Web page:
From the internationally revered author of Links comes "a beautiful, hopeful novel about one woman's return to war-ravaged Mogadishu" (Time) Called "one of the most sophisticated voices in modern fiction" (The New York Review of Books), Nuruddin Farah is widely recognized as a literary genius. He proves it yet again with Knots, the story of a woman who returns to her roots and discovers much more than herself. Born in Somalia but raised in North America, Cambara flees a failed marriage by traveling to Mogadishu. And there, amid the devastation and brutality, she finds that her most unlikely ambitions begin to seem possible. Conjuring the unforgettable extremes of a fractured Muslim culture and the wayward Somali state through the eyes of a strong, compelling heroine, Knots is another Farah masterwork. .
Family Romance is a beautifully written memoir in which John Lanchester joins the dots of his parents' history, their extraordinary secrets and the shape of their shared life. From his grandparents' beginnings in rural Ireland and colonial Rhodesia, Lanchester navigates through his parents' lives: his father Bill's devastating war-time separation from his parents; his mother Julia's tragic first love, her decision to become a nun and her adoption of a new identity. Lanchester illuminates their characters and Julia's motives with moving insight.
A brilliant new novel from the acclaimed author of The Last Family in England. Philip Noble is an eleven-year-old in crisis. His pub landlord-father has died in a road accident and his mother is succumbing to the greasy charms of her dead husband's brother, Uncle Alan. The remaining certainties of Philip's life crumble away when his father's ghost appears in the pub and declares Uncle Alan murdered him. Arming himself with weapons from the school chemistry cupboard, Philip vows to carry out the ghost's relentless demands for revenge. But will Leah, the gorgeous daughter of Uncle Alan's God-fearing business partner, Mr. Fairview, prove too much of a distraction? And can the words of a ghost be trusted any more than the lies of the living? Philip makes his decision and when the moment comes to act, he finds himself hurtling towards disaster. Just as Matt Haig's acclaimed and best-selling first novel, The Last Family in England, was a brilliant reworking of Henry IV Part I, with dogs in the major roles, so The Dead Fathers' Club gives more than a nod to Hamlet. Hilariously funny, it is full of poignant insights into the strange workings of the world seen through the eyes of a child.
For fans of Maisie Dobbs, a riveting new Edwardian mystery series featuring detective heiress Ursula Marlow Ursula Marlow, the star of this richly detailed, beautifully paced, deeply romantic mystery, is a strong female heroine with whom fans of Dorothy Sayers, Sarah Waters, Anne Perry, and Jacqueline Winspearas Maisie Dobbs series will instantly fall in love. An Oxford graduate active in the battle for womenas suffrage, Ursula is not your typical Edwardian heiress. Her once-charmed life takes a frightening turn when a fellow suffragette and friend is accused of murder. As Ursula digs deeper to discover the truth and clear her friendas tarnished name, she is drawn into a mystery that raises troubling questions about her own fatheras connection to the murder victim.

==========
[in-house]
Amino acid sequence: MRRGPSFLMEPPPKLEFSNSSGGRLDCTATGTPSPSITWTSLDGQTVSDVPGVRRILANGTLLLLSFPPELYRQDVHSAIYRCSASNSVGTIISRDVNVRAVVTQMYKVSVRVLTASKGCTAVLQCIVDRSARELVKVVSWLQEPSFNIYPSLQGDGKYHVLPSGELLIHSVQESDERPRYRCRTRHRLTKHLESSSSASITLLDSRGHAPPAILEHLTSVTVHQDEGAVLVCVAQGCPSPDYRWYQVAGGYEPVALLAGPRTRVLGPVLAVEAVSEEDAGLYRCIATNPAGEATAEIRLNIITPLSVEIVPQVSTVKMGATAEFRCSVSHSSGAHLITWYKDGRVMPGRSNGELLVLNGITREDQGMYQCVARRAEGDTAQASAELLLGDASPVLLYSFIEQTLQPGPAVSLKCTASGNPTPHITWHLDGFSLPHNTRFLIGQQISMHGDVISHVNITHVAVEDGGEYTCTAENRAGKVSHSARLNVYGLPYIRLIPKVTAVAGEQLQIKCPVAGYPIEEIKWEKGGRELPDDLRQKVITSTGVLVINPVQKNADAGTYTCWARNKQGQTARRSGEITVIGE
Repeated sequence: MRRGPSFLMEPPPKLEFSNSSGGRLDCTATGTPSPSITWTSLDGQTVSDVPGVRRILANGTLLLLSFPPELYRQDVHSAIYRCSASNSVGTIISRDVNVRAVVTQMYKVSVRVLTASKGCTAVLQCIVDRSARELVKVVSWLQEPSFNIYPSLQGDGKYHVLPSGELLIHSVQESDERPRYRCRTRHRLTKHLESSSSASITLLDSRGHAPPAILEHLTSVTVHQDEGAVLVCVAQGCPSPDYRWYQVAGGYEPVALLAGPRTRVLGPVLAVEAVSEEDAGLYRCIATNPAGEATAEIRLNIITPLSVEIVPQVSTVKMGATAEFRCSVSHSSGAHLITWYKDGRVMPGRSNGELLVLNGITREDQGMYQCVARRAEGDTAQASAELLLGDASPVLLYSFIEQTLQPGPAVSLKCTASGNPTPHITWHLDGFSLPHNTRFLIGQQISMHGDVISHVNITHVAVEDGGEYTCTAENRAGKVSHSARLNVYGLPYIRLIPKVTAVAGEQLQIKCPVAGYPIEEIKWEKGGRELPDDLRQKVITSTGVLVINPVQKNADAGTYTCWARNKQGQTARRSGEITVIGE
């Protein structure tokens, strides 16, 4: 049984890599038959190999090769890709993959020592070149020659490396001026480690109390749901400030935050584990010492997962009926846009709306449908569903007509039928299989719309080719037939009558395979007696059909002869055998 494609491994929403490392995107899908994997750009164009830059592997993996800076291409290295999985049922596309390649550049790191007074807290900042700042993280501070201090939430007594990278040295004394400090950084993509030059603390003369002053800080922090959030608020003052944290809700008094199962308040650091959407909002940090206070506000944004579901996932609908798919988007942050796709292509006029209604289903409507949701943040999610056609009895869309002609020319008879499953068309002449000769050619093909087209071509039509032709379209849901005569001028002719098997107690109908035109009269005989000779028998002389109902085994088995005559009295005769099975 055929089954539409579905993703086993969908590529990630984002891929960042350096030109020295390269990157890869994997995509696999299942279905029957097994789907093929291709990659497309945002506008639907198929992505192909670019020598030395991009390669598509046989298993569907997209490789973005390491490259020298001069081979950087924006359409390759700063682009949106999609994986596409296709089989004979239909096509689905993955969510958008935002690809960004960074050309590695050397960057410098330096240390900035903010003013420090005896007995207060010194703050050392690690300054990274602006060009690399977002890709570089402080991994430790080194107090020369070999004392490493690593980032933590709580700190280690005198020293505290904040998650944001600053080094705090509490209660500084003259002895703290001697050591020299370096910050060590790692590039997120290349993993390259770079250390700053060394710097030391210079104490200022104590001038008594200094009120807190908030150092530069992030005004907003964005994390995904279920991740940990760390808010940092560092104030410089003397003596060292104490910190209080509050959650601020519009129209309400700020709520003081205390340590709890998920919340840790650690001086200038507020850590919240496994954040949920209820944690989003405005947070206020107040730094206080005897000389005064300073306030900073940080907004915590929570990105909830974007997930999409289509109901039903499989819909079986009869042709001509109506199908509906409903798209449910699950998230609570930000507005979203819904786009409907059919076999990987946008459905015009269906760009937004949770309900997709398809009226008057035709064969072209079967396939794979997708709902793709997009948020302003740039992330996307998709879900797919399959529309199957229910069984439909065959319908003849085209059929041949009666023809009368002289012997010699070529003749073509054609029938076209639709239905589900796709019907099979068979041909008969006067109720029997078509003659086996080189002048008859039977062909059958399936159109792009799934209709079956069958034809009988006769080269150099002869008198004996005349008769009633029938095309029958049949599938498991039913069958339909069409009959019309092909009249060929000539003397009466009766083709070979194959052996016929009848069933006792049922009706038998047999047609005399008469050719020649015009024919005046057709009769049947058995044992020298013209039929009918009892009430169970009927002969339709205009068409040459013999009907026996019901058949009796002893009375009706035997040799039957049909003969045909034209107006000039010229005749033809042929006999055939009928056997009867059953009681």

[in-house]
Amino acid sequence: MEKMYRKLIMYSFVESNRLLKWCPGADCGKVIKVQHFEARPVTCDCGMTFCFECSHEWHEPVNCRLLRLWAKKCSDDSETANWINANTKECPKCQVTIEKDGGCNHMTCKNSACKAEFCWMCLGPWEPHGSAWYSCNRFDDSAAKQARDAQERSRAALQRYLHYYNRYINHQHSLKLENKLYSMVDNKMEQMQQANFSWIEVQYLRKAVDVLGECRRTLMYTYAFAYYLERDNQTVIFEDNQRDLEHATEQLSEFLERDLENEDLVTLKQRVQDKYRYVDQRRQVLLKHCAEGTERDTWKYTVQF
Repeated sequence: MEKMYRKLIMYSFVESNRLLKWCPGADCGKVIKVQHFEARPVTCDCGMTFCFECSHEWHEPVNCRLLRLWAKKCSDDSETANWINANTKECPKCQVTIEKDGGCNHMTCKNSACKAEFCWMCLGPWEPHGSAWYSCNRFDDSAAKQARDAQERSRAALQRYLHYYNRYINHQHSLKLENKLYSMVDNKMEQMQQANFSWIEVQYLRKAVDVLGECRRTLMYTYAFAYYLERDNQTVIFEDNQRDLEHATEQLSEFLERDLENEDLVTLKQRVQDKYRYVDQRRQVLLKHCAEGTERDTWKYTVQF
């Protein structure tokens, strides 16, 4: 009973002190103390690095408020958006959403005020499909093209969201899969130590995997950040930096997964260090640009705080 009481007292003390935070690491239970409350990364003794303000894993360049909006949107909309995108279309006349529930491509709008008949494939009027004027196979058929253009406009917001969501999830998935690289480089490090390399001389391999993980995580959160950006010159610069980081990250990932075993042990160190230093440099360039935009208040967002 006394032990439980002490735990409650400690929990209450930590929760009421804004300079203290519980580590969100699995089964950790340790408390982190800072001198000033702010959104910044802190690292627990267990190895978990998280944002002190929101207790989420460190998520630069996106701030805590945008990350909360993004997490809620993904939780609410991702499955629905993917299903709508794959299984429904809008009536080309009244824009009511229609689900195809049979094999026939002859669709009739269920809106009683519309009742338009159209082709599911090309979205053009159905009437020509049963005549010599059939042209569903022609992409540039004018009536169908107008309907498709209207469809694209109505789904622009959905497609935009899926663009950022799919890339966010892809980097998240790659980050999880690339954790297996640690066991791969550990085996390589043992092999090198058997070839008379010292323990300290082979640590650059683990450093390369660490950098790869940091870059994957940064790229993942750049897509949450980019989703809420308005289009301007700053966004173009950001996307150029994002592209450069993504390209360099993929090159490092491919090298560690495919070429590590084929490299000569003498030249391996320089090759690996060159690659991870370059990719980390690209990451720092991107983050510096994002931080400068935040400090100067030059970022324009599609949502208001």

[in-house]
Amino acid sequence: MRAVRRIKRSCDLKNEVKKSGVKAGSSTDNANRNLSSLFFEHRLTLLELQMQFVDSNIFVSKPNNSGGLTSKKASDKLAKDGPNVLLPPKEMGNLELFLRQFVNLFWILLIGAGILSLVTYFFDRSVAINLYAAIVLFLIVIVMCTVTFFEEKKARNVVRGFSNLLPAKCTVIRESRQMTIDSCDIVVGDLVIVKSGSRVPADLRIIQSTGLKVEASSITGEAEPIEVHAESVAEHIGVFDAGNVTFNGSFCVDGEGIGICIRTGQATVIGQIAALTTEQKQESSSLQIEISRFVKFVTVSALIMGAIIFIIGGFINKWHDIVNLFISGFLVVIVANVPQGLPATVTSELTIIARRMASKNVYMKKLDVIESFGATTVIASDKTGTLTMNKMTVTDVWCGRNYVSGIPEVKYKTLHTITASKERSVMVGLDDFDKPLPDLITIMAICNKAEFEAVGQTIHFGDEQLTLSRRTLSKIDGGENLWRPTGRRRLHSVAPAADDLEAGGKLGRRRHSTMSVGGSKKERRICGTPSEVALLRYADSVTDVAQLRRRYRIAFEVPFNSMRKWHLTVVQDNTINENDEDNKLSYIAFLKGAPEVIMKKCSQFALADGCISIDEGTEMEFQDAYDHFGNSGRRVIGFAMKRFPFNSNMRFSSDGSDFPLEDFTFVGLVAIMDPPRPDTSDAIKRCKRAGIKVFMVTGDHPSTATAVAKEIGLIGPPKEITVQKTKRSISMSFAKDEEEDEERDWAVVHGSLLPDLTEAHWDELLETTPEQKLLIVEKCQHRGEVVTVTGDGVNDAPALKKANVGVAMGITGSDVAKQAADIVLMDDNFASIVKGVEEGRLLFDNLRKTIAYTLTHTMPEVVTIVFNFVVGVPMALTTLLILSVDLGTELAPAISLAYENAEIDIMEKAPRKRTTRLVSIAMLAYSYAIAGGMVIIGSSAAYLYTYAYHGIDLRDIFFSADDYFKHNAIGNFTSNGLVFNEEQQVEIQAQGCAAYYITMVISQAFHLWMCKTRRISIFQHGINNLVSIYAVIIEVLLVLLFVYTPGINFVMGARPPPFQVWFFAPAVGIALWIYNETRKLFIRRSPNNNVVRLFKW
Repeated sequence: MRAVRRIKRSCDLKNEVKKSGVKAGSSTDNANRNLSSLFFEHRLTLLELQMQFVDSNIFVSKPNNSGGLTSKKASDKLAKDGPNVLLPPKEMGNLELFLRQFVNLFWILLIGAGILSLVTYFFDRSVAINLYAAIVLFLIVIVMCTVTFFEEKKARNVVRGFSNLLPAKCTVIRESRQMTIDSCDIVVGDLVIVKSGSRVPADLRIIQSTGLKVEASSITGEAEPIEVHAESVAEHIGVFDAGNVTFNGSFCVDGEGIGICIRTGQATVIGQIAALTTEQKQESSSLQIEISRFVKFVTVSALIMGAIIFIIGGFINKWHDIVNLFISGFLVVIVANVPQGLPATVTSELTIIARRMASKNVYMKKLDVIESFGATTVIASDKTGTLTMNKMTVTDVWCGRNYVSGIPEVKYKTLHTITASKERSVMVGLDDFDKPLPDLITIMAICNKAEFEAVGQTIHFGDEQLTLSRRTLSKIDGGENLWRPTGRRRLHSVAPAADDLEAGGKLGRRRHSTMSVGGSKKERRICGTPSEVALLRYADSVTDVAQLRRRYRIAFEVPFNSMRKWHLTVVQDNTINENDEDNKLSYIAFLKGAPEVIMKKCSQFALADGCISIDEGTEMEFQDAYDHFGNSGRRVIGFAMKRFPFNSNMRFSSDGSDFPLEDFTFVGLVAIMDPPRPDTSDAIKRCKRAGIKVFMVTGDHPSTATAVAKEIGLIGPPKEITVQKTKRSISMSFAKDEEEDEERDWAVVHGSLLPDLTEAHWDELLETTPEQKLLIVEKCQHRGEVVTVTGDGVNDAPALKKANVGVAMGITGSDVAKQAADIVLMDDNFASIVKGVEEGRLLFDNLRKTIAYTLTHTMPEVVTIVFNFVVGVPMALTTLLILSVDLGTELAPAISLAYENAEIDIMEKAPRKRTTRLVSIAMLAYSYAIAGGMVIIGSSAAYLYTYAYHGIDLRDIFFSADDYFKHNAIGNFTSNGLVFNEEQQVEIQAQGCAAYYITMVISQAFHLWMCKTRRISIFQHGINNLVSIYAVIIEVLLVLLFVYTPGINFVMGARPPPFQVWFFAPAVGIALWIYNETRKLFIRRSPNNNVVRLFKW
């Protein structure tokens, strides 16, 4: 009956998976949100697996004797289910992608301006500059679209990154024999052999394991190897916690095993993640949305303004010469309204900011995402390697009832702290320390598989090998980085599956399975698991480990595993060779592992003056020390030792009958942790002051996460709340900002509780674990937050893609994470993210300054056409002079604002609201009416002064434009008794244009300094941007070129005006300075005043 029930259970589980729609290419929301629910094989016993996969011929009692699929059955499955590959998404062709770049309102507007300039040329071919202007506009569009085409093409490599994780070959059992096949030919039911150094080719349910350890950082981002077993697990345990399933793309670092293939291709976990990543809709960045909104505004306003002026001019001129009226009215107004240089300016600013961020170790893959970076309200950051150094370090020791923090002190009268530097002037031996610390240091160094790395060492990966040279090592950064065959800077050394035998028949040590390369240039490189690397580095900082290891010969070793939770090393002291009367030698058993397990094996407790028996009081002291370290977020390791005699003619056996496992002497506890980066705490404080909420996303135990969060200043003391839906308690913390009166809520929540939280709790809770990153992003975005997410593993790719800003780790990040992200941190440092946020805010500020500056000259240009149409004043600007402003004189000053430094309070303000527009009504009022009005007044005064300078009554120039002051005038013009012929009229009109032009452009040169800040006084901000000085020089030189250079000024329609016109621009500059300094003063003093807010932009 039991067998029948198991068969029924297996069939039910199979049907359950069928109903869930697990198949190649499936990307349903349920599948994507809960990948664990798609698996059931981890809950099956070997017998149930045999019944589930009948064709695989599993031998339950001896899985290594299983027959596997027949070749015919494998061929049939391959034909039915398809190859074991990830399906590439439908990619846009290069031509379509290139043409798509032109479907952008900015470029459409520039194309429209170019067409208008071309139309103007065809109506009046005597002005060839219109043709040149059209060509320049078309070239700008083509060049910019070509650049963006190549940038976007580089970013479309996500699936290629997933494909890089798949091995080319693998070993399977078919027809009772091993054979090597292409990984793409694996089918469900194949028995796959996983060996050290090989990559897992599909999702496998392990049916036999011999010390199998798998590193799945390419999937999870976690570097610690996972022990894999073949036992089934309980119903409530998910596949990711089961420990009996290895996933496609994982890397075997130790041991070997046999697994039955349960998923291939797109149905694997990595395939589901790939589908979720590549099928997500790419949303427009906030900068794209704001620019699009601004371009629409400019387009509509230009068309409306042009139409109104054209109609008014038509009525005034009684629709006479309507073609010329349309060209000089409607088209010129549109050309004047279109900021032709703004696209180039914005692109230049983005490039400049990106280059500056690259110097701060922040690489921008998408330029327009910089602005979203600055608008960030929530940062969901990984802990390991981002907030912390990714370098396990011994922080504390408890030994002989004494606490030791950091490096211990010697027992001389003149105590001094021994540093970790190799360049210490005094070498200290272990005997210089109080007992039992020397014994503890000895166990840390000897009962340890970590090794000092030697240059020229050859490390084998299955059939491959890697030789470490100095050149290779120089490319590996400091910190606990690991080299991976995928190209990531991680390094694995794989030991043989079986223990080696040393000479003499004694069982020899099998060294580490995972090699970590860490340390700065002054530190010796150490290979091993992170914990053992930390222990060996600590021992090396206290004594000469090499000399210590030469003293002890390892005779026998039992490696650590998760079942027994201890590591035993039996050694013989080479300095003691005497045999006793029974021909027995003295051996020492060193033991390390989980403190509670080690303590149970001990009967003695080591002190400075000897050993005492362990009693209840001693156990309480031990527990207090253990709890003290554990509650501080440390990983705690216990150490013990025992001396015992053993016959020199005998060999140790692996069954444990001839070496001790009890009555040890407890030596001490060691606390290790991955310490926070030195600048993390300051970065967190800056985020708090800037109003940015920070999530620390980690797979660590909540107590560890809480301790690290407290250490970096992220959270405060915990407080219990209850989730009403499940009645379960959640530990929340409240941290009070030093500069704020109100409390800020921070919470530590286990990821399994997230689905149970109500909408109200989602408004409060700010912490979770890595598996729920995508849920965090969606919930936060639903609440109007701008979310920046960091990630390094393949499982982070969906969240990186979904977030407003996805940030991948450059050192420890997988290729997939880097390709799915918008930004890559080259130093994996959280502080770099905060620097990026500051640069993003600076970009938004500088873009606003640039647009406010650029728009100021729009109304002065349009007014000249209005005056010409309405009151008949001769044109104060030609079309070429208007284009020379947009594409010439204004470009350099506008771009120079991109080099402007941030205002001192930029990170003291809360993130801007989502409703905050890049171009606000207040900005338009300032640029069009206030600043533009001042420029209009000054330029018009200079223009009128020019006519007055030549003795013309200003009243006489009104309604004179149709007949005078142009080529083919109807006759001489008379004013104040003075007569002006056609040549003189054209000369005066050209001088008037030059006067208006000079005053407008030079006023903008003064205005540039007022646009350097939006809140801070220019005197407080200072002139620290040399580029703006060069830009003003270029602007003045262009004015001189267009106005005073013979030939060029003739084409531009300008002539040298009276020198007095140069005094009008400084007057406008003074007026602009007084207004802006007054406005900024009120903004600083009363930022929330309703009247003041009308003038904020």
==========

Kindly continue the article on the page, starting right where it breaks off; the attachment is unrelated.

What are our ideas and hidden assumptions about China? Does America's policy toward China make sense? In this vigorous look at China's political evolution and direction, Mann offers a startling vision of our future with China that will have a profound impact for decades to come.
The world's original paranormal detective returns Nancy Atherton 's Aunt Dimity series has charmed its way into the hearts of mystery fans everywhere, finding a larger audience with each new book. In Aunt Dimity Goes West, Atherton's vivid storytelling and knack for bringing a setting to life will have fans lassoed to their chairs. Lori Shepherd, still recovering from her most recent adventure, is taking a vacation with her family in the beautiful mountain town of Bluebird, Colorado. But there's something amiss at their seemingly perfect vacation home. Is the place cursed or is a sinister human hand shaping its eerie reputation? With Aunt Dimity's help, Lori sets out to solve a hundred- year-old mystery and discovers that sometimes the strangest places can seem the most like home. .
Whether you're just starting out, moving onwards and upwards, or re-entering the job market, 60 Seconds and You're Hired! provides the quickest route to getting the job and salary you deserve. Filled with insider's tips from managers and human resource personnel and real-life success stories, it presents sure-fire strategies for success in your next interview, including: --The best response to the interviewer's questions --How to communicate that you are the best person for the job --What intelligent, informed questions to ask about the company and position --How to avoid common pitfalls that cause most candidates to fail --Negotiating the best salary and benefits package possible Robin Ryan's proven and easy-to-use techniques are certain to help you find a satisfying place for yourself in today's ever-changing business world.